Crimes Against Humanity Committed in Eritrea, UN Commission Says

  • Officials in country accused of enslavement, torture, rape
  • Crimes seen as steps to deter Eritrea’s people from opposition

Eritrean officials have committed crimes against humanity, including enslavement, rape and murder, across the Horn of Africa country over the past quarter-century, a United Nations commission said.

The crimes were committed in locations including detention facilities and military training camps as part of a campaign to snuff out opposition ever since they took control of the territory in 1991, according to a report by the UN Commission of Inquiry on Human Rights in Eritrea released Wednesday.

“Eritrea is an authoritarian state” with no independent judiciary, parliament or other democratic institutions, said Mike Smith, who headed the commission. “This has created a governance and rule of law vacuum, resulting in a climate of impunity for crimes against humanity to be perpetrated.”

Eritrean presidential adviser Yemane Gebreab rejected the report’s findings, saying it included “no solid evidence or firm legal basis to support its extreme and unfounded charges.” He commented in a statement published on the Information Ministry’s website.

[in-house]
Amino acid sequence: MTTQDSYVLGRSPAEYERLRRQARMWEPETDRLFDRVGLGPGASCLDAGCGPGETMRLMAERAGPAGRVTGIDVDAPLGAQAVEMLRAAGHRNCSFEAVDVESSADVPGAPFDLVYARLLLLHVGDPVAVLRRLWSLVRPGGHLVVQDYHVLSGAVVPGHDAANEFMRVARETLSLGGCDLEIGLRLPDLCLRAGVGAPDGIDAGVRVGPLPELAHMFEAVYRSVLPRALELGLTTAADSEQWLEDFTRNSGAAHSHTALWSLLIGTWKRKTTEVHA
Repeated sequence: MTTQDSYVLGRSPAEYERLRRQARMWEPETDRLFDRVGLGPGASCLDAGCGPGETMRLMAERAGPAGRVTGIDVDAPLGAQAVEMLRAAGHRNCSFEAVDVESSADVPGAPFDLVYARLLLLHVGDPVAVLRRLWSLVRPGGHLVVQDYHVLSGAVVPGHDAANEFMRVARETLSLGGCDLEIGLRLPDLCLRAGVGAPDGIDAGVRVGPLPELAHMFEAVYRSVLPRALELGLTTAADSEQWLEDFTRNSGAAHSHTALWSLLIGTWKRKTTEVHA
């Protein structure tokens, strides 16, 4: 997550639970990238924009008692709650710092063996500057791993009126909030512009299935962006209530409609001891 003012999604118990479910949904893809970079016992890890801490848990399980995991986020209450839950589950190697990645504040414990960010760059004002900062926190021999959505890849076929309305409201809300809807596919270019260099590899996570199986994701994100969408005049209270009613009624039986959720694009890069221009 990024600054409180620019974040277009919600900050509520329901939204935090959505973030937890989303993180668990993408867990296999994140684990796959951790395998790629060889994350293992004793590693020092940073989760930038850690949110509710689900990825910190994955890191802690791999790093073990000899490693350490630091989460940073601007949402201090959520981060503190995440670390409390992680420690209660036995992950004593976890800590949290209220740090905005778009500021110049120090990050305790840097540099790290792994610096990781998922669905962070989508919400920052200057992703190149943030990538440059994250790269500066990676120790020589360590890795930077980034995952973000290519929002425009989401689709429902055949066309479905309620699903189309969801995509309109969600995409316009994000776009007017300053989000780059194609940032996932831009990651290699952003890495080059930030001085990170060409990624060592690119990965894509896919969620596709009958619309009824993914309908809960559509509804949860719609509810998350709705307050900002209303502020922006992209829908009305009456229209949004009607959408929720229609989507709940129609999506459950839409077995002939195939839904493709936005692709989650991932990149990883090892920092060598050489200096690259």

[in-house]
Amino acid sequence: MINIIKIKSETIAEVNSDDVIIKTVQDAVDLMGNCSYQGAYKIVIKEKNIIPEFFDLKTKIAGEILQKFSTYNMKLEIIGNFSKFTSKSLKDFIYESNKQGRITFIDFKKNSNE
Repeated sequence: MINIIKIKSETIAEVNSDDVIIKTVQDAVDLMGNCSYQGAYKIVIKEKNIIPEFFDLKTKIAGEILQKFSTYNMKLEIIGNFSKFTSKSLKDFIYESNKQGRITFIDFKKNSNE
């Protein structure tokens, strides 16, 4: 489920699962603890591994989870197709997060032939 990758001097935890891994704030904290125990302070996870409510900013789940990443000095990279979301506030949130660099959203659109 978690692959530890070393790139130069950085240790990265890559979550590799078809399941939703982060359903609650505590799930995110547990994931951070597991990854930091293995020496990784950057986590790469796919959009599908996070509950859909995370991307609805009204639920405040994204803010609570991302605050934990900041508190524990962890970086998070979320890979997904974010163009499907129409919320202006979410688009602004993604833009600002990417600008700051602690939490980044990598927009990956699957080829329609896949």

Eritrea has been ruled by President Isaias Afwerki since it achieved independence from neighboring Ethiopia in 1993, after decades of armed struggle. The country has no privately owned press and obliges all adults to perform national service that’s often extended indefinitely, fueling illicit migration to places including Europe.

“Particular individuals, including officials at the highest levels of state, the ruling party -- the People’s Front for Democracy and Justice -- and commanding officers bear responsibility for crimes against humanity and other gross human-rights violations,” according to the report. It’s based on 833 interviews with Eritreans and 160 written submissions in the year to mid-2015.

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